We have published the Government’s National Disability Strategy.
Over one in five people in the UK are disabled.
'What does disability mean to me? The usual connotations - I find it harder to do certain things than others would. I see things differently. I don’t struggle. I have just spent my life finding efficient ways of getting round the challenges I’ve had.'
Our vision is to transform the everyday lives of disabled people by tackling the barriers people face. So we can build back better towards a society that works for everyone. The strategy sets out immediate actions we will take on our path towards a longer-term goal, rooting the strategy in the everyday experience of disabled people.
This series explains the strategy’s eight key themes, and how we are making improvements to every part of a disabled person’s day. From the moment someone gets up to the moment they end their day.
Leisure: Widening access to arts, culture, sport and the great outdoors
Spending time with family and friends and doing the things we enjoy is a vital part of everyday life. But too many disabled people are missing out.
Practical accessibility issues, stigma, and the need to carefully manage energy levels and pain, are all barriers to socialising and participation. 90% of disabled people who had accessed culture, sport and leisure services had experienced at least some difficulties.
Each person has the right to enjoy their lives, we want everyone to have access to arts, culture, sport and the great outdoors.
Widening participation in art, culture and sport
We will widen participation in arts, culture and sport. Disability is one of the main barriers people give for not attending art and cultural events, and disabled people are nearly twice as likely to be physically inactive.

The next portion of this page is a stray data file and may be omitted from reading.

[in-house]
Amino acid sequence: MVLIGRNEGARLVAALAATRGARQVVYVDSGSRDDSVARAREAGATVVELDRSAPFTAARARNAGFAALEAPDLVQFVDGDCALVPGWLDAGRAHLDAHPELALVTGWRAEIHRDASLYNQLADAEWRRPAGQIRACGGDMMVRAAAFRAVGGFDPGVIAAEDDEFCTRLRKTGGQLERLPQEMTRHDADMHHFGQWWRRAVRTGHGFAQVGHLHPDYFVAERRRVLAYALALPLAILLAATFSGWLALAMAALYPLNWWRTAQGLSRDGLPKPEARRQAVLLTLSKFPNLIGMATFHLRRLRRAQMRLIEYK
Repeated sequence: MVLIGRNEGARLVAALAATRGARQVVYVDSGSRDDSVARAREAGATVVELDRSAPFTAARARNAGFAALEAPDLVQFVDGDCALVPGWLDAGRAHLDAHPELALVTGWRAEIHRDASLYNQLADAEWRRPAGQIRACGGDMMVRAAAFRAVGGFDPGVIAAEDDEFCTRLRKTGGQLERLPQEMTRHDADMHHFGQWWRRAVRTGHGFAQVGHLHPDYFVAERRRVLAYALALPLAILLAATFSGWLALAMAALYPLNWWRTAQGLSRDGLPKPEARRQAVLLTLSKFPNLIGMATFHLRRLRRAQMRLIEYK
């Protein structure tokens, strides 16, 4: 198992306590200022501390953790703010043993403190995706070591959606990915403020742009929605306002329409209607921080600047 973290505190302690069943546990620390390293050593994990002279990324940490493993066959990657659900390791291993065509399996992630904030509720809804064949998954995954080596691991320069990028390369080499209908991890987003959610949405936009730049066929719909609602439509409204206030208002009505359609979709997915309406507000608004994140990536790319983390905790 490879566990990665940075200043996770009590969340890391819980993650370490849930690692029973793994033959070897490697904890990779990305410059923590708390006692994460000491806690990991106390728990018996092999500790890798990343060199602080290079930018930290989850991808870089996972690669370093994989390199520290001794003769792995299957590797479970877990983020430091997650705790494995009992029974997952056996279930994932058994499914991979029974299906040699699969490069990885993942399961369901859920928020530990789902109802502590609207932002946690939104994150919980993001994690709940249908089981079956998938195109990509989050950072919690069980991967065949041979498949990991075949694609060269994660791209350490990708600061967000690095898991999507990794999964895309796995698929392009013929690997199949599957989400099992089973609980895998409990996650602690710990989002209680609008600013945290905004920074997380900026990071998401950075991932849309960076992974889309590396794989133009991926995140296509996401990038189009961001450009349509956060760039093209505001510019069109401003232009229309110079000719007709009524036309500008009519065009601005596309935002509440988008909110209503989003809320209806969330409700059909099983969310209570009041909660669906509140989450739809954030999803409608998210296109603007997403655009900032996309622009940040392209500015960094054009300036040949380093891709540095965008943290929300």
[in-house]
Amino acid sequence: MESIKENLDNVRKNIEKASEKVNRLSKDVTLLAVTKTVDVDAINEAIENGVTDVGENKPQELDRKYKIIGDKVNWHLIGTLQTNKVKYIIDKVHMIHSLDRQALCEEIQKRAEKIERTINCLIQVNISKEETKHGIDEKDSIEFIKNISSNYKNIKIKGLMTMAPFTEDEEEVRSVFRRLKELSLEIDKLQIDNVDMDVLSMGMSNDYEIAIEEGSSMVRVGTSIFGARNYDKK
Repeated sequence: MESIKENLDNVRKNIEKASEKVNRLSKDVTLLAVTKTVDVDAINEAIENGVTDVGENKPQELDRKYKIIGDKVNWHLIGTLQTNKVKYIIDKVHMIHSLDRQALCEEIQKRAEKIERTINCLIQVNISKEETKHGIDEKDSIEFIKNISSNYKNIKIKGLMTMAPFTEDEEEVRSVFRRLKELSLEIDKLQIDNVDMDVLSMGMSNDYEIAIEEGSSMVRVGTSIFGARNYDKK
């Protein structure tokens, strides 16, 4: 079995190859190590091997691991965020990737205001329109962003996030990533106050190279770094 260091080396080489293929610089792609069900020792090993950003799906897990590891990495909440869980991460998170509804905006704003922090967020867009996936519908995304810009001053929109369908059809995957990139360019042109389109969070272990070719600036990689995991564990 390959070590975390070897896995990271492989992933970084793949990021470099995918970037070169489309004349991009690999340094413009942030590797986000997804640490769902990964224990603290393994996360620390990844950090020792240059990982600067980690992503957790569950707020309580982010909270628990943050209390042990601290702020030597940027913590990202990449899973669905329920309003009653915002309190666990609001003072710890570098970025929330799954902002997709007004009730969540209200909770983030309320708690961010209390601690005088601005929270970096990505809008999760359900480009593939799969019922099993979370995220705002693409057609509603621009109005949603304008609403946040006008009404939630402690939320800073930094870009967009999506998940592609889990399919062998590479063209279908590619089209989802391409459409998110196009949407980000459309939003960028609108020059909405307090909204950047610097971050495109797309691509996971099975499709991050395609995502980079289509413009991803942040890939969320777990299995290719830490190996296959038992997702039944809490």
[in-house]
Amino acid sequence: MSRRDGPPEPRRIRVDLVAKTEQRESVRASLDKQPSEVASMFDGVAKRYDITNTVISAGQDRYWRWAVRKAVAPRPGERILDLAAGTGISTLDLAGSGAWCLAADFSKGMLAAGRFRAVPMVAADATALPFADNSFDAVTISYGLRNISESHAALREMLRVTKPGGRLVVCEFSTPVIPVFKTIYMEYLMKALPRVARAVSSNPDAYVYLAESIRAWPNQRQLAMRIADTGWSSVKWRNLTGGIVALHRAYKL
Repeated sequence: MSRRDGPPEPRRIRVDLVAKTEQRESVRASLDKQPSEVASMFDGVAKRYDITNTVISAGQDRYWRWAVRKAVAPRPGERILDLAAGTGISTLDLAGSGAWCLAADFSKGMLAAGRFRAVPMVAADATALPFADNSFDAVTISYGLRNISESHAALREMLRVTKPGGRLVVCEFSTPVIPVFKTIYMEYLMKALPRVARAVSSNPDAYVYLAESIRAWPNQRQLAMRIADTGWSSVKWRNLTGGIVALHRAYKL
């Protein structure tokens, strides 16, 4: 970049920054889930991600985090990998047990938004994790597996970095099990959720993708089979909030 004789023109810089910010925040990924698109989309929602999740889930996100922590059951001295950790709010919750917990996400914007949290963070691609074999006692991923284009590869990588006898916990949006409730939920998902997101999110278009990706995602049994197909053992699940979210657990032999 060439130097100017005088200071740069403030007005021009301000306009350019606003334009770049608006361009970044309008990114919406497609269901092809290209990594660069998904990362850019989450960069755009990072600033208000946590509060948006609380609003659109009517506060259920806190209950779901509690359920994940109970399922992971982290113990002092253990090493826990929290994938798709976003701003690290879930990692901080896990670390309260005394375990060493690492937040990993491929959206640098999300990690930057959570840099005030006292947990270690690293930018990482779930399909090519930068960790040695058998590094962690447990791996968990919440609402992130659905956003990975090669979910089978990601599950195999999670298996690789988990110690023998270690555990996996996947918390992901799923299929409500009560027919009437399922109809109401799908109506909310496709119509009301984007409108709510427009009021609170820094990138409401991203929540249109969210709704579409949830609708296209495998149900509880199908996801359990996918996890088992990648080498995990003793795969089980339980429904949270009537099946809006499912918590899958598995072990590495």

There is wide support amongst disabled people for a national arts access scheme.
'I have disabilities as a result of Meningitis. Whilst a student at The Orpheus Centre in Godstone I developed a passion for song-writing and performance. Working with places like Orpheus, and later Freewheelers and Extant, make me realise how important the performing arts are in helping disabled people develop confidence.'
We are committed to making the UK the most accessible tourism destination in Europe by 2025, as set out in the Tourism Recovery Plan.
The ultimate ambition is for the UK to have the most accessible tourism offer in the world.
- work with VisitBritain and VisitEngland and other stakeholders in the tourism sector to promote the importance of accessible tourism in the media and to businesses
- partner with the Inclusive Tourism Action Group and promote the National Accessible Scheme which rates tourist accommodation based on its suitability for guests with accessibility requirements
- hold a series of roundtables, hosted by the Minister for Sport and Tourism, with stakeholders across the tourism industry to better understand the barriers disabled people face as tourists.
Improving access to nature